Nearly all fluid systems aboard spacecraft are, or become, multiphase fluid systems, whether by design or default. Unfortunately, we still do not possess ample understanding of low-g fluid phenomena to assure performance and avoid system failure. Though inadequate fluid system design can lead to disastrous consequences, for the most part, and for life support systems in general, precious crew time is consumed by the repair and maintenance of life support equipment. Long-duration space flight missions to the moon, Mars and other planetary bodies will require hardware that is less prone to failure and significantly more robust than the current state of the art. To prepare for the future during the ISS era, we propose to develop and deliver a simple, yet profound, two-phase flow testbed for use on ISS. The facility will be deployed for the exhaustive measurement, demonstration, and qualification of inertia-visco-capillary two-phase flows—flows critical to myriad low-g fluids conduits, devices, and systems (fuels, coolants, and water processing equipment for life support). Our approach is uniquely tailored to achieve high data rates of both engineering and scientific value in a safe, fast-to-flight, low-cost experiment constructed substantially of flight qualified COTS components. Our two-phase flow data objectives are expected to be highly complementary to the NASA GRC research and NASA JSC life support applications, focusing on the critical performance impacts of container/conduit geometry and poor wetting conditions common to many fluid systems aboard spacecraft. Additionally, our 'low-tech' approach to experiment design and data collection greatly increases the rate and breadth of microgravity two-phase flow research returns to NASA with concurrent reductions in overall program risk.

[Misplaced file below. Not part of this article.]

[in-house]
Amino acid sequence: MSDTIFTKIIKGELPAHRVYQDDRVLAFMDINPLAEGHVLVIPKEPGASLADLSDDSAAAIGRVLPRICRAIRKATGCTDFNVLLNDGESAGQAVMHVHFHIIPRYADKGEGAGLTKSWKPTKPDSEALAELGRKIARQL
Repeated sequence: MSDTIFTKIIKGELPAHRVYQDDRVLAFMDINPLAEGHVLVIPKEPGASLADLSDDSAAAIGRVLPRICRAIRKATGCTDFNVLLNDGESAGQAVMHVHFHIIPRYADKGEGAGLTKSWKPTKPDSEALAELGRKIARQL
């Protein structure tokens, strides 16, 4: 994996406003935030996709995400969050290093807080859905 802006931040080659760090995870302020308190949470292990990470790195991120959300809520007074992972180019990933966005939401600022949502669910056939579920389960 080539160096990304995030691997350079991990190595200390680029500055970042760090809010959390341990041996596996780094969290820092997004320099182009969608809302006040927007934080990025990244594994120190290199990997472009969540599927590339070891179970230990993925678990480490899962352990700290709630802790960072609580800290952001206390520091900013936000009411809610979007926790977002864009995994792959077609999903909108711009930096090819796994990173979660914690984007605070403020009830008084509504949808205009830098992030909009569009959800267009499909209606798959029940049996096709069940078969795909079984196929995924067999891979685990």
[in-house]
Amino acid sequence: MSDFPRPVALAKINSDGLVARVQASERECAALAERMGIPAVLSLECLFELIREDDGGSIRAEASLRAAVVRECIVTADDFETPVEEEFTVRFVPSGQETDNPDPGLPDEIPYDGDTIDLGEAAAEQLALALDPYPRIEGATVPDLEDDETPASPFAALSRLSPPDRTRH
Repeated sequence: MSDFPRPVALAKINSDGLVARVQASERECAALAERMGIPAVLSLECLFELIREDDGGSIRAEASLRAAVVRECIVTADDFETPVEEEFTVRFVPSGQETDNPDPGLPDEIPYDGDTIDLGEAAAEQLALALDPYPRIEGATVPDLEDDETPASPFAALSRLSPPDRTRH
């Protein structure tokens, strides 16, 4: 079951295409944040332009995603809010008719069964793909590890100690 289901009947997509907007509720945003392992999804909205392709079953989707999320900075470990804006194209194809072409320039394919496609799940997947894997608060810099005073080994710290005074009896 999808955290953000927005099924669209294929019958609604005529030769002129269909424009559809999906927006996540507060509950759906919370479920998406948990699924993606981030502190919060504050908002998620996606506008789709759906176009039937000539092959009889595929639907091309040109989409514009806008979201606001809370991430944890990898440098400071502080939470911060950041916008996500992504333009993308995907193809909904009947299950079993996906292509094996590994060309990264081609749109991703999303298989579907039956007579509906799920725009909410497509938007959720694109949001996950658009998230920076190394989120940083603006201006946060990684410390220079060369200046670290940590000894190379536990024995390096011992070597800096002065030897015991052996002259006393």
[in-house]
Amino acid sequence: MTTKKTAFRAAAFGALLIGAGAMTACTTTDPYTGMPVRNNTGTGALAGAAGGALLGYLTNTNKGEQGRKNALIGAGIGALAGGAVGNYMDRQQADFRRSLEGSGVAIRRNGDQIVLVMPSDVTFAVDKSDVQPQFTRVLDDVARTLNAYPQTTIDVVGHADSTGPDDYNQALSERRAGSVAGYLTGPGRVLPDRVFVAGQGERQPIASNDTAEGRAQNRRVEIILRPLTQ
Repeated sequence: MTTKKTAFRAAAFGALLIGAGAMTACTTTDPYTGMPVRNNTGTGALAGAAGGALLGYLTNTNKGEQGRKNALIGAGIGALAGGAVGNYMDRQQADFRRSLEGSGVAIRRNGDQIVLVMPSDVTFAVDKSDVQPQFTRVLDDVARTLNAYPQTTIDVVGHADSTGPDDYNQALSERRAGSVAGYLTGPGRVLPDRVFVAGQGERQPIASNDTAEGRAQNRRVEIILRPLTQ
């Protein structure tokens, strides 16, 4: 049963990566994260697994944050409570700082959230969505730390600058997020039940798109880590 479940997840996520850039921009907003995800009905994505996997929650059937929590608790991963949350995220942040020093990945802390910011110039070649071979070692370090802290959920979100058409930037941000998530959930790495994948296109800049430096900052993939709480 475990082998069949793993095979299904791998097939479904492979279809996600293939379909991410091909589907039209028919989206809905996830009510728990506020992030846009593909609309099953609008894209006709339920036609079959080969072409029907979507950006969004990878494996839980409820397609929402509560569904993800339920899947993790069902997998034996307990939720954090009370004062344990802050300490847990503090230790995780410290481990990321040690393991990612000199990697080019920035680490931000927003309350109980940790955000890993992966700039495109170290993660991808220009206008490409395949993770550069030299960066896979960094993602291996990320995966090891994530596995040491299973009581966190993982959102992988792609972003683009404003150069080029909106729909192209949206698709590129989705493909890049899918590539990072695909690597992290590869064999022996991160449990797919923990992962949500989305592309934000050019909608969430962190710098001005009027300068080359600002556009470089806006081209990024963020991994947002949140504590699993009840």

The primary data to be collected is of both short- and long-term interest to NASA as it supports the development of a wide variety of systems including air revitalization, water recovery, water management, habitation, waste water treatment, condensing heat exchangers, and other contaminating systems such as plant and animal habitats, laundering and hygiene, food rehydration and dispensing, and others. Highly wetting systems relevant to coolants, cryogens, and propellants may also be addressed.
Data is expected to have a direct impact on commercial aerospace system design for a wide range of critical systems including life support, thermal management, water management and others. The phase separating devices will be qualified in an operational environment generating discrete flow products and design guides that can be integrated into existing and future systems.